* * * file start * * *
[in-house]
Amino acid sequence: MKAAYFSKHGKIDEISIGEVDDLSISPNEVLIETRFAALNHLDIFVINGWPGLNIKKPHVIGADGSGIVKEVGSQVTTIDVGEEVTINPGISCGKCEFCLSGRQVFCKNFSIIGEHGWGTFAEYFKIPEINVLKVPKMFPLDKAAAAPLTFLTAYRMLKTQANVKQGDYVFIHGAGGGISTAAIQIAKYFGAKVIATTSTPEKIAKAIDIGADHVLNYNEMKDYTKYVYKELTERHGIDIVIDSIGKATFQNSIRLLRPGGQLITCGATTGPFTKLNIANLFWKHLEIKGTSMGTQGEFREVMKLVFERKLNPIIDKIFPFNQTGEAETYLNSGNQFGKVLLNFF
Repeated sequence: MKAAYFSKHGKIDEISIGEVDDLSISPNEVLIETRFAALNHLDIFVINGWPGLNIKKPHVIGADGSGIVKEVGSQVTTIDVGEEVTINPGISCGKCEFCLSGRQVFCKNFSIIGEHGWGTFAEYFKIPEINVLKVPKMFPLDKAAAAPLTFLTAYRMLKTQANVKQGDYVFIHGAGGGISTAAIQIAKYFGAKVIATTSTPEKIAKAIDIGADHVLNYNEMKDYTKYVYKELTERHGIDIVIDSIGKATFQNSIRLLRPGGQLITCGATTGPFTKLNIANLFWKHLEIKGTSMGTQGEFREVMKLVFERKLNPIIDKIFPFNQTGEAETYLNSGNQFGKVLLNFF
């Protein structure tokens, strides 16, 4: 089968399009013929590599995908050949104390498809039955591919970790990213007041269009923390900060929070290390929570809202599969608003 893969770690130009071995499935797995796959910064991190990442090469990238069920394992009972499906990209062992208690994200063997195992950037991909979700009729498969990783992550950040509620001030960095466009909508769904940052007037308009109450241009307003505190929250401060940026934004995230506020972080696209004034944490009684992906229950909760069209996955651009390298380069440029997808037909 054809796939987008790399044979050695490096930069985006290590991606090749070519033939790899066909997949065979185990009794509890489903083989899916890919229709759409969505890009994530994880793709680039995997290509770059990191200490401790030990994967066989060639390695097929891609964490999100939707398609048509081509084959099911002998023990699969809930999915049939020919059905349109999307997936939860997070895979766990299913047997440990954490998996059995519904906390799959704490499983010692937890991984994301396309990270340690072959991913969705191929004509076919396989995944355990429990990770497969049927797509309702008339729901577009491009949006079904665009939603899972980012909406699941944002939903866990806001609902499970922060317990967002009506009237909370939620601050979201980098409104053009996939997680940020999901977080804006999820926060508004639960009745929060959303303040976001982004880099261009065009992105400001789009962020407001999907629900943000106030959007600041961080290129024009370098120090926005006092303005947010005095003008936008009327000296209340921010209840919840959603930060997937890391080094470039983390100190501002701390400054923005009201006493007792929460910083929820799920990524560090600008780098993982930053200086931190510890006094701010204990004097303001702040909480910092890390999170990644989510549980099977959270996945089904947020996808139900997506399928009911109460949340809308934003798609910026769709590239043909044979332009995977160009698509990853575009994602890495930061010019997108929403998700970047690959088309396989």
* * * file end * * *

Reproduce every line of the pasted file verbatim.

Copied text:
[in-house]
Amino acid sequence: MKAAYFSKHGKIDEISIGEVDDLSISPNEVLIETRFAALNHLDIFVINGWPGLNIKKPHVIGADGSGIVKEVGSQVTTIDVGEEVTINPGISCGKCEFCLSGRQVFCKNFSIIGEHGWGTFAEYFKIPEINVLKVPKMFPLDKAAAAPLTFLTAYRMLKTQANVKQGDYVFIHGAGGGISTAAIQIAKYFGAKVIATTSTPEKIAKAIDIGADHVLNYNEMKDYTKYVYKELTERHGIDIVIDSIGKATFQNSIRLLRPGGQLITCGATTGPFTKLNIANLFWKHLEIKGTSMGTQGEFREVMKLVFERKLNPIIDKIFPFNQTGEAETYLNSGNQFGKVLLNFF
Repeated sequence: MKAAYFSKHGKIDEISIGEVDDLSISPNEVLIETRFAALNHLDIFVINGWPGLNIKKPHVIGADGSGIVKEVGSQVTTIDVGEEVTINPGISCGKCEFCLSGRQVFCKNFSIIGEHGWGTFAEYFKIPEINVLKVPKMFPLDKAAAAPLTFLTAYRMLKTQANVKQGDYVFIHGAGGGISTAAIQIAKYFGAKVIATTSTPEKIAKAIDIGADHVLNYNEMKDYTKYVYKELTERHGIDIVIDSIGKATFQNSIRLLRPGGQLITCGATTGPFTKLNIANLFWKHLEIKGTSMGTQGEFREVMKLVFERKLNPIIDKIFPFNQTGEAETYLNSGNQFGKVLLNFF
């Protein structure tokens, strides 16, 4: 089968399009013929590599995908050949104390498809039955591919970790990213007041269009923390900060929070290390929570809202599969608003 893969770690130009071995499935797995796959910064991190990442090469990238069920394992009972499906990209062992208690994200063997195992950037991909979700009729498969990783992550950040509620001030960095466009909508769904940052007037308009109450241009307003505190929250401060940026934004995230506020972080696209004034944490009684992906229950909760069209996955651009390298380069440029997808037909 054809796939987008790399044979050695490096930069985006290590991606090749070519033939790899066909997949065979185990009794509890489903083989899916890919229709759409969505890009994530994880793709680039995997290509770059990191200490401790030990994967066989060639390695097929891609964490999100939707398609048509081509084959099911002998023990699969809930999915049939020919059905349109999307997936939860997070895979766990299913047997440990954490998996059995519904906390799959704490499983010692937890991984994301396309990270340690072959991913969705191929004509076919396989995944355990429990990770497969049927797509309702008339729901577009491009949006079904665009939603899972980012909406699941944002939903866990806001609902499970922060317990967002009506009237909370939620601050979201980098409104053009996939997680940020999901977080804006999820926060508004639960009745929060959303303040976001982004880099261009065009992105400001789009962020407001999907629900943000106030959007600041961080290129024009370098120090926005006092303005947010005095003008936008009327000296209340921010209840919840959603930060997937890391080094470039983390100190501002701390400054923005009201006493007792929460910083929820799920990524560090600008780098993982930053200086931190510890006094701010204990004097303001702040909480910092890390999170990644989510549980099977959270996945089904947020996808139900997506399928009911109460949340809308934003798609910026769709590239043909044979332009995977160009698509990853575009994602890495930061010019997108929403998700970047690959088309396989």